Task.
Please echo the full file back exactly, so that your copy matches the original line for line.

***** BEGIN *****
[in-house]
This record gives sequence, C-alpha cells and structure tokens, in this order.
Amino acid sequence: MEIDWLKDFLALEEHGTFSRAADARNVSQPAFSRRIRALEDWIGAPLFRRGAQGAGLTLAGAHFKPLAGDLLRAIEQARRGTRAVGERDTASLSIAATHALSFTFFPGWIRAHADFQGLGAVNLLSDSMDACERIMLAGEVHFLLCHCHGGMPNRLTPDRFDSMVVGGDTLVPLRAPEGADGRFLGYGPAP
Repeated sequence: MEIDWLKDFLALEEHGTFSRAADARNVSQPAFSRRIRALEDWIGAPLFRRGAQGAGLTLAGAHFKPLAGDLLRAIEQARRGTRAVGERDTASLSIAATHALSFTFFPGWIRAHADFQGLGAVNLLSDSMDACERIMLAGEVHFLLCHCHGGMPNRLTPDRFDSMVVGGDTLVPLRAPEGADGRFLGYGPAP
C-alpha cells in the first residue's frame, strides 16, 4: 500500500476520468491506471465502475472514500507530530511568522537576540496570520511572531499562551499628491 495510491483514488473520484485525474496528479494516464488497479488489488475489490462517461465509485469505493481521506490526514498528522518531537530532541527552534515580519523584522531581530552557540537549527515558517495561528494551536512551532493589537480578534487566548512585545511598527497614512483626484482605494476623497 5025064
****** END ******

[in-house]
This record gives sequence, C-alpha cells and structure tokens, in this order.
Amino acid sequence: MEIDWLKDFLALEEHGTFSRAADARNVSQPAFSRRIRALEDWIGAPLFRRGAQGAGLTLAGAHFKPLAGDLLRAIEQARRGTRAVGERDTASLSIAATHALSFTFFPGWIRAHADFQGLGAVNLLSDSMDACERIMLAGEVHFLLCHCHGGMPNRLTPDRFDSMVVGGDTLVPLRAPEGADGRFLGYGPAP
Repeated sequence: MEIDWLKDFLALEEHGTFSRAADARNVSQPAFSRRIRALEDWIGAPLFRRGAQGAGLTLAGAHFKPLAGDLLRAIEQARRGTRAVGERDTASLSIAATHALSFTFFPGWIRAHADFQGLGAVNLLSDSMDACERIMLAGEVHFLLCHCHGGMPNRLTPDRFDSMVVGGDTLVPLRAPEGADGRFLGYGPAP
C-alpha cells in the first residue's frame, strides 16, 4: 500500500476520468491506471465502475472514500507530530511568522537576540496570520511572531499562551499628491 495510491483514488473520484485525474496528479494516464488497479488489488475489490462517461465509485469505493481521506490526514498528522518531537530532541527552534515580519523584522531581530552557540537549527515558517495561528494551536512551532493589537480578534487566548512585545511598527497614512483626484482605494476623497 5025064